MAbs 3D6 and 4B3 (IgG1) were developed at the Institute of Applied Microbiology [3, 4]. Isotype switching was performed by substitution of the original heavy chain constant region with that for IgA1 (GenBank Accession Number 184743). For their recombinant expression as dIgA three plasmids were generated containing the coding region of either heavy chain, light chain or joining (J) chain. The latter one should increase dimerization of IgA monomers. Recombinant CHO clones were selected whereas high producers were isolated by applying the dihydrofolate reductase (dhfr) system.

Assembly of 3D6 and 4B3 as sIgA is intended by an in vitro biochemical association of dimeric IgA with human secretory component (hSC). Thus, CHO cell lines which solely express hSC were established by co-transfection of two plasmids containing the coding region for hSC and dhfr, respectiviely.

Cultivation temperature greatly influences productivity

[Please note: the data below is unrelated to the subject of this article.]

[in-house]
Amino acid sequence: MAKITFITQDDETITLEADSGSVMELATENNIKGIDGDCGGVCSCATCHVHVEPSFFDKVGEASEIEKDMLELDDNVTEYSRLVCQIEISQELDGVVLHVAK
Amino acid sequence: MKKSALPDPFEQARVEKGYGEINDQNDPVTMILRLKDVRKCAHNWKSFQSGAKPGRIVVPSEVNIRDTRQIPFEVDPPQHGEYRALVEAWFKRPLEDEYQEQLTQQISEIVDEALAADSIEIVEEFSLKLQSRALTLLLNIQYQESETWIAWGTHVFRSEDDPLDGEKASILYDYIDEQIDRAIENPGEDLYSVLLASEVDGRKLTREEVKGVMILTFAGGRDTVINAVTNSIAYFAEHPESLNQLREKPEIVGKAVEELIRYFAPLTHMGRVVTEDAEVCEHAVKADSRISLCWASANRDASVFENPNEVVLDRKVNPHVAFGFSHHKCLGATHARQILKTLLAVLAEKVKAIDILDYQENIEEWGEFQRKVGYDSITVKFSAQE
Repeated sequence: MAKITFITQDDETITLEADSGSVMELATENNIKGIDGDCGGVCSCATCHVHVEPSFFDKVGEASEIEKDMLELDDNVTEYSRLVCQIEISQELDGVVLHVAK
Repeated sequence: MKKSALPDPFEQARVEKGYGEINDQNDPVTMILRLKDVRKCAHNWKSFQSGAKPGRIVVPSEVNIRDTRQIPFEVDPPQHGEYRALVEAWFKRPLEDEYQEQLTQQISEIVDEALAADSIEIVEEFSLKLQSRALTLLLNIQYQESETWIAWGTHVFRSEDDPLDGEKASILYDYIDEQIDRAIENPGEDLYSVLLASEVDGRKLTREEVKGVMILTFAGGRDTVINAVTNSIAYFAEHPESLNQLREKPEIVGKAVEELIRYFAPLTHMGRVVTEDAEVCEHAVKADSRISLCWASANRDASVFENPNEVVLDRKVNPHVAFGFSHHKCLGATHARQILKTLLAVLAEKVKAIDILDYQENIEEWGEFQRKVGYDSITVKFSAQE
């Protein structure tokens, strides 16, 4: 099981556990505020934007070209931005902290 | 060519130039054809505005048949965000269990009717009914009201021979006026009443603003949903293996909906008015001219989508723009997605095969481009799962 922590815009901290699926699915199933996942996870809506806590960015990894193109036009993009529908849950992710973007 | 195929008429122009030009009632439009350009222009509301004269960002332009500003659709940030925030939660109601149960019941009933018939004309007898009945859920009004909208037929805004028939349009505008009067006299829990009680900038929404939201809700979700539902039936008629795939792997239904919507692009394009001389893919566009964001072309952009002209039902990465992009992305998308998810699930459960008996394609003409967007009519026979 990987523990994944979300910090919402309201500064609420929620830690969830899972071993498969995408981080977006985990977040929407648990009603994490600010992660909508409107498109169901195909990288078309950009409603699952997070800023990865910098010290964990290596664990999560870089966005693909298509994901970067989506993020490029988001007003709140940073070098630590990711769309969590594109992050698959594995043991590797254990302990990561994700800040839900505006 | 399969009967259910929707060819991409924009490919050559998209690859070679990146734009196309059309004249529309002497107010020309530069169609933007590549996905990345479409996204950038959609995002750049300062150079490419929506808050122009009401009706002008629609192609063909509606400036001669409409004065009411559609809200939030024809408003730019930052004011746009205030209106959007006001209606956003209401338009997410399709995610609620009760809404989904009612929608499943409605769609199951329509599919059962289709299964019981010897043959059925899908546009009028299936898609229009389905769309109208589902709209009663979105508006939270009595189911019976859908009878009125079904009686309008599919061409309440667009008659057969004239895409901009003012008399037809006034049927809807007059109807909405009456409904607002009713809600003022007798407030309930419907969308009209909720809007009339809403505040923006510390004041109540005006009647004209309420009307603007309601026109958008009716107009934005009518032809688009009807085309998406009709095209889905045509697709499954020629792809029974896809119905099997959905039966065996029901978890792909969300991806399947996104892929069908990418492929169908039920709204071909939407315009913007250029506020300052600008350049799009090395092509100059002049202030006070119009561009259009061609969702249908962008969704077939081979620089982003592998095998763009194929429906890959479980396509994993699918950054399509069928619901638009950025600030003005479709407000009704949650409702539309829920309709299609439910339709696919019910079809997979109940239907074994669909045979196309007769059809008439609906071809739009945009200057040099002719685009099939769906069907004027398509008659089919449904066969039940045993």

Mammalian cells are commonly cultivated at 37°C. In order to investigate the effect on mAb secretion, clones expressing 3D6-dIgA and 4B3-dIgA were propagated at sub-physiological temperatures. It was observed that temperature markedly impacts final IgA quantities in culture supernatants. Product titers of clones expressing 3D6-dIgA were almost 3-fold increased when incubated at 33 °C as compared to 37 °C. Furthermore, cultivation of 4B3-dIgA-expressing clones at 33 °C, rather than at 37 °C, resulted in end titers which were approximately 13-fold increased.

Purification of recombinant dIgA

The two established mAb-expressing cell lines secrete dIgA at different quantities: The best clone producing 3D6-dIgA achieved a mean specific productivity of 59.1±14 pg/cell*day (pcd). Conversely, the highest 4B3-dIgA secreting clone reaches a mean specific productivity of 0.6±0.4 pcd. Hence, an increased amount of host cell proteins is present in cell culture supernatants of 4B3-dIgA as compared to 3D6-dIgA. Therefore, we elaborated a purification protocol which allows the recovery of both dimeric IgAs at a greatly enhanced purity. The purification procedure is shown in table 1.